For at least 50 years, the Department of Defense has used hundreds of thousands of military personnel and private citizens in experiments with mustard and nerve gas, ionizing radiation, and hallucinogenic drugs. While there were individuals who volunteered for some of these experiments, the 200 black men who were diagnosed with syphilis in the 1932 Tuskegee Study were never told of their illness and were used as human guinea pigs in order to better understand the symptoms of the disease. None of the men received any kind of treatment, and they all died.
In 1950, when nuclear weapons were still in their infancy, Department of Defense detonated nuclear devices in desert areas, then monitored unsuspecting civilians in cities downwind from the blasts for medical problems and mortality rates.
In 1966, more than a million civilians were exposed to germ warfare when U.S. Army scientists dropped light bulbs filled with bacteria onto ventilation grates throughout the New York City subway system.
In 1977, Senate hearings revealed that between 1949 and 1969, 239 highly populated areas, including San Francisco, Washington, D.C., Key West, Panama City, Minneapolis, and St. Louis had been contaminated with biological agents.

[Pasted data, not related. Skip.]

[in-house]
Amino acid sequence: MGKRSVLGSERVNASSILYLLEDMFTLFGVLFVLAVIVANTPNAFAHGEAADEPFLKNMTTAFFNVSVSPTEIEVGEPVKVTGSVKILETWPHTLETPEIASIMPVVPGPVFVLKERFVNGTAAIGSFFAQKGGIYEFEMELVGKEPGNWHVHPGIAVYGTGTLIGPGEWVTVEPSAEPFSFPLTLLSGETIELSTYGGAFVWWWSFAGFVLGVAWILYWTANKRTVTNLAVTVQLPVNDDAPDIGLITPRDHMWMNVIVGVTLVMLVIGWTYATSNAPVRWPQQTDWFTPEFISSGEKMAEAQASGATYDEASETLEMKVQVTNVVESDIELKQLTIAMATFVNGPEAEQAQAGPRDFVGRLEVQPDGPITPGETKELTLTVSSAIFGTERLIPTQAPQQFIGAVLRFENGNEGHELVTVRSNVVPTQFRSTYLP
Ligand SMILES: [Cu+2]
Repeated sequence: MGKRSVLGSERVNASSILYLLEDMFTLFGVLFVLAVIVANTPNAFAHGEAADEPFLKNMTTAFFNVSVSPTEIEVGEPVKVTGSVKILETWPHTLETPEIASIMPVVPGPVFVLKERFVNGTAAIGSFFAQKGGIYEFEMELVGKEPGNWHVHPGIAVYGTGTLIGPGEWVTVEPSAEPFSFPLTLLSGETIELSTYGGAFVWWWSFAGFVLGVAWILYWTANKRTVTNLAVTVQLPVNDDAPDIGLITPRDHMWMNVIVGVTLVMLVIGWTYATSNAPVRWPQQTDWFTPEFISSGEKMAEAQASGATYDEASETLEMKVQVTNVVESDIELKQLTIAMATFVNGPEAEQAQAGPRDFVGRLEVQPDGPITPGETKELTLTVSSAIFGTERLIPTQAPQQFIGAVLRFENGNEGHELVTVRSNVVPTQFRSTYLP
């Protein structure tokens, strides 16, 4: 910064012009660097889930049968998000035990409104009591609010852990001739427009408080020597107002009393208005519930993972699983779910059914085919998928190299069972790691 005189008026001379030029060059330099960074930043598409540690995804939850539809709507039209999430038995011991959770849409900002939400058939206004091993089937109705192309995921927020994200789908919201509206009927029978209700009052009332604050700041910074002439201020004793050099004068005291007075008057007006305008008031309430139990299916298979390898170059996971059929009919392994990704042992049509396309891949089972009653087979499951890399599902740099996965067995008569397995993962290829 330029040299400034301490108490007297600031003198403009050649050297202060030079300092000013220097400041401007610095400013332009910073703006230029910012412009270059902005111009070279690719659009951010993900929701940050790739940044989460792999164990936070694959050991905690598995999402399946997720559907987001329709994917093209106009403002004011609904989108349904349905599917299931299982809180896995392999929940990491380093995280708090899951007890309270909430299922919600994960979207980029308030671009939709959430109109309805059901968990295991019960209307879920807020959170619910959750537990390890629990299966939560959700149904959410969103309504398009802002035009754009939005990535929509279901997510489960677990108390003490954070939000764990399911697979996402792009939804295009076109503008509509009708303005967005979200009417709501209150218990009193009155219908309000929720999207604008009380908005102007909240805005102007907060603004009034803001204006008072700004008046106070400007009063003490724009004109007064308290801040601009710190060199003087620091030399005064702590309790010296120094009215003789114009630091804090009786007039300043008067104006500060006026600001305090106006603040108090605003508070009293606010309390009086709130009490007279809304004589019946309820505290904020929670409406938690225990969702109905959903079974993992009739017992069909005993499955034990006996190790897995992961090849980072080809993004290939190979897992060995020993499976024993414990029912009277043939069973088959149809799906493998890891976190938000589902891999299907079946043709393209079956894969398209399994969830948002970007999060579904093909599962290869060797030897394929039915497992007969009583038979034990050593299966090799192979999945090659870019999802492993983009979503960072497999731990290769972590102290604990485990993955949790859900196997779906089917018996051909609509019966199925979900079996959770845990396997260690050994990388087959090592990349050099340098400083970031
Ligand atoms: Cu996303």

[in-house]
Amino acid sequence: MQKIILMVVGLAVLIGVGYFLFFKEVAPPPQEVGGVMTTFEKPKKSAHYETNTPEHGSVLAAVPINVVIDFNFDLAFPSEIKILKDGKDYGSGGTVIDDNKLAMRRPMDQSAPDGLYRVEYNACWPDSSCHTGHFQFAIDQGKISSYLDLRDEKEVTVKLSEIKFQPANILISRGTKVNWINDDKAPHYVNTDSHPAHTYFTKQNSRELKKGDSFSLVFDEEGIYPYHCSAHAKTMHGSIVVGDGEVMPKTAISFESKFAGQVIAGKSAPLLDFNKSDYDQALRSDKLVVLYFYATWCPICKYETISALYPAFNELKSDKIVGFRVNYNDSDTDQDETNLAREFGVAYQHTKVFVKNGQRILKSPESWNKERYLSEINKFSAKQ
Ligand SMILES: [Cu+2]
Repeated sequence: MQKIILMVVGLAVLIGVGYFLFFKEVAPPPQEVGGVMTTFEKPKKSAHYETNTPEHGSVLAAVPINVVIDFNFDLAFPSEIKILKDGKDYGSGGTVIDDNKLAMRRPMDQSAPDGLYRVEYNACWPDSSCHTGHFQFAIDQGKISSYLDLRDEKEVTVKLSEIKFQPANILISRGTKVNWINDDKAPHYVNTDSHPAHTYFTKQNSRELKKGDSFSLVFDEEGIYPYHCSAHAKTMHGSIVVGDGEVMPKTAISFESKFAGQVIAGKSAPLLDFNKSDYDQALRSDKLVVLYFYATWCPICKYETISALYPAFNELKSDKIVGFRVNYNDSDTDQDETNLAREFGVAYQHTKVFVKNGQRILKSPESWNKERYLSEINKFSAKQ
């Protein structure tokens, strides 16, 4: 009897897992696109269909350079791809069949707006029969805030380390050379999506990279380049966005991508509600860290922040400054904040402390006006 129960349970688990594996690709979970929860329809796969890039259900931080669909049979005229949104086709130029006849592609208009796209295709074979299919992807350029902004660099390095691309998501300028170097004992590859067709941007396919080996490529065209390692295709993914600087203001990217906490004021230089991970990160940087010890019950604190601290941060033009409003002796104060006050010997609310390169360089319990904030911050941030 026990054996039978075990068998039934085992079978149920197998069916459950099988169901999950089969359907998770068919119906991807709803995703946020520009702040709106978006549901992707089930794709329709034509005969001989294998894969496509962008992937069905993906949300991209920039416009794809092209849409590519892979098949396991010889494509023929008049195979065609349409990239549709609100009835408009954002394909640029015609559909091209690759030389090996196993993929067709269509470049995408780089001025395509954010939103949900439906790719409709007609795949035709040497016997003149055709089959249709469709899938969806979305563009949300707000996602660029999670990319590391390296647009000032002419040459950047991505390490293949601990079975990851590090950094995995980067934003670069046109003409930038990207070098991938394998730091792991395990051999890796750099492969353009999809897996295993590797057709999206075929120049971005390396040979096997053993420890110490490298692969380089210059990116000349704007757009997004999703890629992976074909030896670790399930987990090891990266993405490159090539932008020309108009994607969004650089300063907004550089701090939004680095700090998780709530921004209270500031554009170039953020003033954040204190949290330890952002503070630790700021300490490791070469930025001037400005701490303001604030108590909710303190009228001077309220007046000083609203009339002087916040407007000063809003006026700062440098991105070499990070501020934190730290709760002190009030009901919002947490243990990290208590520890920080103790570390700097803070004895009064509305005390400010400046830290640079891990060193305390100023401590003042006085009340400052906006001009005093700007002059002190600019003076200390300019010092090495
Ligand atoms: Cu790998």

In 1995, evidence surfaced that the biological agents used during the Gulf War had been manufactured in Houston and Boca Raton and tested on prisoners in the Texas Department of Corrections.
In the August 26, 2005 issue of The Executive Intelligence Review, Jeffrey Steinberg discusses the document authored by Col. Paul E. Vallely, the Commander of the 7th
Psychological Operations Group entitled, From PSYOP to MindWar: The Psychology of Victory, and details the occult and paranormal activities of Pentagon researchers regarding "weapons that directly attack the targeted population's nervous system and brain functioning" and "such phenomena as atmospheric electromagnetic activity, air ionization, and extremely low frequency waves."